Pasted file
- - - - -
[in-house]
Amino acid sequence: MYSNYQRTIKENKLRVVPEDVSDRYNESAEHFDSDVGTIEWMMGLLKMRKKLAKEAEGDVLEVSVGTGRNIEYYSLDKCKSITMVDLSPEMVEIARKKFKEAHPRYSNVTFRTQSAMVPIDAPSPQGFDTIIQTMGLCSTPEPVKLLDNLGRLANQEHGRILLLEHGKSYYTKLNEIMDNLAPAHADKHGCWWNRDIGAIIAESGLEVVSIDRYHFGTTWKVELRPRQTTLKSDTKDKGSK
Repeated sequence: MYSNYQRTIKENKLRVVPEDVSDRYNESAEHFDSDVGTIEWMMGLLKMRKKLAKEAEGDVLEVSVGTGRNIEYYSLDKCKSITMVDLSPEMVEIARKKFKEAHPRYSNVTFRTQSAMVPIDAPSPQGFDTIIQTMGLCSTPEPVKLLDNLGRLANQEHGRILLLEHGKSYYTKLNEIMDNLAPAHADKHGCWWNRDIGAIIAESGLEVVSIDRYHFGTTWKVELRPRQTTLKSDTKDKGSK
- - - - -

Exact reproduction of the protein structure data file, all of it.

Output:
[in-house]
Amino acid sequence: MYSNYQRTIKENKLRVVPEDVSDRYNESAEHFDSDVGTIEWMMGLLKMRKKLAKEAEGDVLEVSVGTGRNIEYYSLDKCKSITMVDLSPEMVEIARKKFKEAHPRYSNVTFRTQSAMVPIDAPSPQGFDTIIQTMGLCSTPEPVKLLDNLGRLANQEHGRILLLEHGKSYYTKLNEIMDNLAPAHADKHGCWWNRDIGAIIAESGLEVVSIDRYHFGTTWKVELRPRQTTLKSDTKDKGSK
Repeated sequence: MYSNYQRTIKENKLRVVPEDVSDRYNESAEHFDSDVGTIEWMMGLLKMRKKLAKEAEGDVLEVSVGTGRNIEYYSLDKCKSITMVDLSPEMVEIARKKFKEAHPRYSNVTFRTQSAMVPIDAPSPQGFDTIIQTMGLCSTPEPVKLLDNLGRLANQEHGRILLLEHGKSYYTKLNEIMDNLAPAHADKHGCWWNRDIGAIIAESGLEVVSIDRYHFGTTWKVELRPRQTTLKSDTKDKGSK